Who else would foar above the view of men,
And keep us all in fervile fearfulness. [Exeunt feverally.
Enter Cæfar, Antony, for the Courfe, Calphurnia, Por-
eia, Decius, Cicero, Brutus, Caffius, Cafca, a Sooth-

Caf. Calphurnia,

Cafe. Peace, ho! Cafar fpeaks.

Caf. Calphurnia,

Calp. Here, my lord.

Caf. Stand you directly in Antonius' way, When he doth run his Course- Antonius,Ant. Cafar, my lord.

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Caf. Forget not in your speed, Antonius, To touch Calphurnia; for our Elders fay, The barren, touched in this holy chase," Shake off their fteril curfe.

Ant. I fhall remember.

When Cæfar fays, do this; it is perform'd.
Caf. Set on, and leave no ceremony out.
Sooth. Cefar,

Caef. Ha! who calls?

Cafe. Bid every noife be ftill; peace yet again.
Caf. Who is it in the Prefs, that calls on me?
I hear a tongue, fhriller than all the mufick,
Cry, Cæfar. Speak; Cæfar is turn'd to hear.
Sooth. Beware the Ides of March.
Caf. What man is that?

Bru. A foothfayer bids you beware the Ides of March.
Caf. Set him before me, let me fee his face.

Caf. Fellow, come from the throng, look upon Cæfar. Caf. What fay't thou to me now? speak once again. Sooth. Beware the Ides of March.

Caf. He is a dreamer, let us leave him; pass.

[Exeunt Cæfar and Train.

Manent Brutus and Caffius.

Caf. Will you go fee the order of the Courfe?
Bru. Not Ï.

Caf. I pray you, do.

Bru. I am not gamefom; I do lack some part Of that quick spirit that is in Antony:

Let me not hinder, Caffius, your defires;

I'll leave you.

Caf. Brutus, I do observe you now of late;
I have not from your eyes that gentleness
And fhew of love, as I was wont to have;
You bear too stubborn and too strange a hand
Over your friend that loves you.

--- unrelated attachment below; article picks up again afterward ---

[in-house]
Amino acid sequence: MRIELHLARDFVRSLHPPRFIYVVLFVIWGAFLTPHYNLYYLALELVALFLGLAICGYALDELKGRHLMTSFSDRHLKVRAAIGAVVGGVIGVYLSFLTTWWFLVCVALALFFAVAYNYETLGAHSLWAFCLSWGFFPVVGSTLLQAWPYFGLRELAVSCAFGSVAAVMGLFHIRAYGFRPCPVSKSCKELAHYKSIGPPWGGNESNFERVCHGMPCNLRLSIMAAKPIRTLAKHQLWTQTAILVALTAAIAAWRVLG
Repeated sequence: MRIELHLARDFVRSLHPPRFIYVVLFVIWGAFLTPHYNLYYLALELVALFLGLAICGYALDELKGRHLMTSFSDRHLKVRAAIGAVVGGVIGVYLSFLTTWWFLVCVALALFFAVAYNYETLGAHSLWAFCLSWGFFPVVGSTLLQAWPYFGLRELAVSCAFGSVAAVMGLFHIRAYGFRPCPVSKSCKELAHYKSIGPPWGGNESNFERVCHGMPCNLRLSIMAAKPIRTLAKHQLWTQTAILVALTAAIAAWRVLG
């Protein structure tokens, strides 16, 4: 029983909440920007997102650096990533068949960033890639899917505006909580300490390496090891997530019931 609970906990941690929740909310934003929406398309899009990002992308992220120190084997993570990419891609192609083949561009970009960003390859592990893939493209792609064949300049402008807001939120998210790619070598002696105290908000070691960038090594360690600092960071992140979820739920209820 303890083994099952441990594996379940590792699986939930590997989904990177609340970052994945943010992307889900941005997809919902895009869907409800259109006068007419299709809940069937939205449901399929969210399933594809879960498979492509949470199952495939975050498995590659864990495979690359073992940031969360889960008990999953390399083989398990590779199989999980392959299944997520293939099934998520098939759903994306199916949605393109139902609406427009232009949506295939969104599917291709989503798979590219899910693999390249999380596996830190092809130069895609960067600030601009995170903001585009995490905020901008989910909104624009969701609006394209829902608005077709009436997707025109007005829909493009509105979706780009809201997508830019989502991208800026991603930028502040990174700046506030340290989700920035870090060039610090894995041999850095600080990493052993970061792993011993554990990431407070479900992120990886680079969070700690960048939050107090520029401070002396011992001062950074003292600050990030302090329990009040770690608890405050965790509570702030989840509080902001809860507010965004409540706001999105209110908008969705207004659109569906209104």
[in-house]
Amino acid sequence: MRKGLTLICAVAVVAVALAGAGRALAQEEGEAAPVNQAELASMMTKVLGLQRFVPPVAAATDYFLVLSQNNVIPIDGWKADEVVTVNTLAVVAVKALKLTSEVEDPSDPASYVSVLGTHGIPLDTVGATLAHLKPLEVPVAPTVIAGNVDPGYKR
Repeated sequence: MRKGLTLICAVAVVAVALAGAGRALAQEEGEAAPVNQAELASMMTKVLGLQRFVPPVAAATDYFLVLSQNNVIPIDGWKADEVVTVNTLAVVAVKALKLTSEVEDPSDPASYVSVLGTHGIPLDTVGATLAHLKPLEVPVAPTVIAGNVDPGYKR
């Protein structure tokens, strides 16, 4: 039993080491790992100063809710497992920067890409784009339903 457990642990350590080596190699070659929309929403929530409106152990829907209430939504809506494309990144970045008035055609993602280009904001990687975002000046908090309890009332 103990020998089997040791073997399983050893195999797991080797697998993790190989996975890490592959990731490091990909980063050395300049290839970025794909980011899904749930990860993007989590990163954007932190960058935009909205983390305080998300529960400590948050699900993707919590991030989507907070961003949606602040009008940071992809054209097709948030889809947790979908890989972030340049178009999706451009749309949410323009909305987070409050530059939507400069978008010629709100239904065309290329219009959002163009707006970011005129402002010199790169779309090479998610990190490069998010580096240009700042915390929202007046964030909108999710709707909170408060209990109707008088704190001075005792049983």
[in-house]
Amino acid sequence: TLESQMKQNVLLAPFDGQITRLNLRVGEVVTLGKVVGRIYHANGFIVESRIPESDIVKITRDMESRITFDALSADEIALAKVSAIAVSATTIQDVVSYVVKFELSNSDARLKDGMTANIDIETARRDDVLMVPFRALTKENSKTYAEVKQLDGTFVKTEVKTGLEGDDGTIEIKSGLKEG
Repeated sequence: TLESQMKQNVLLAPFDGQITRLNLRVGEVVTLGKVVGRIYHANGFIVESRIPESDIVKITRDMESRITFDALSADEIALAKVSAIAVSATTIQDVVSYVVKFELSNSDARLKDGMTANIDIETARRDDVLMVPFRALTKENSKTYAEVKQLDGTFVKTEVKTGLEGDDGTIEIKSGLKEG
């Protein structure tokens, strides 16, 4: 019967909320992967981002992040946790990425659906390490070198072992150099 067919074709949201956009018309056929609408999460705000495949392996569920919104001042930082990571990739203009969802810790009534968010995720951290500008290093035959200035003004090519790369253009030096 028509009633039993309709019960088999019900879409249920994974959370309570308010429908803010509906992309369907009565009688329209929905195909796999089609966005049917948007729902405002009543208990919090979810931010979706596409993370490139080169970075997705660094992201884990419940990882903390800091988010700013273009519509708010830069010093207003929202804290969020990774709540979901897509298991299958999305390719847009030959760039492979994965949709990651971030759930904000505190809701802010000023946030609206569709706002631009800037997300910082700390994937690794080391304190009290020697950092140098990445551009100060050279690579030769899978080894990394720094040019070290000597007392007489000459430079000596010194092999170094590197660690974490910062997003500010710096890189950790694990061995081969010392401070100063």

Bru. Caffius,

Be not deceiv'd if I have veil'd my look,
I turn the trouble of my countenance

Meerly upon myself. Vexed I am,


Of late, with paffions of fome difference,
Conceptions only proper to myself;

Which give fome foil, perhaps, to my behaviour:
But let not therefore my good friends be griev'd,
Among which number, Caffius, be you one;
Nor conftrue any farther my negle&,
Than that poor Brutus, with himself at war,
Forgets the fhews of love to other men.

Caf. Then, Brutus, I have much mistook your paffion;
By means whereof, this breast of mine hath buried
Thoughts of great value, worthy cogitations.
Tell me, good Brutus, can you see your face?
Bru. No, Caffius; for the eye fees not itself,
But by reflexion from fome other things.

Caf. 'Tis juft.

And it is very much lamented, Brutus,
That you have no fuch mirrors, as will turn
Your hidden worthinefs into your eye,
That you might fee your fhadow. I have heard,
Where many of the best refpect in Rome,
(Except immortal Cæfar) fpeaking of Brutus,
And groaning underneath this age's yoak,
Have with'd, that noble Brutus had his eyes.

Bru. Into what dangers would you lead me, Caffius,
That you would have me feek into myself,
For that which is not in me?

Caf. Therefore, good Brutus, be prepar'd to hear;
And fince you know, you cannot see yourself
So well as by reflexion; I, your glass,
Will modeftly discover to yourself

That of yourself, which yet you know not of
And be not jealous of me, gentle Brutus :
Were I a common laugher, or did use
To ftale with ordinary oaths my love
To every new protestor; if you know,
That I do fawn on men, and hug them hard,
And after fcandal them: or if you know,
That I profefs myfelf in banqueting
To all the rout, then hold me dangerous.

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[Fleurish and fhout. Bru.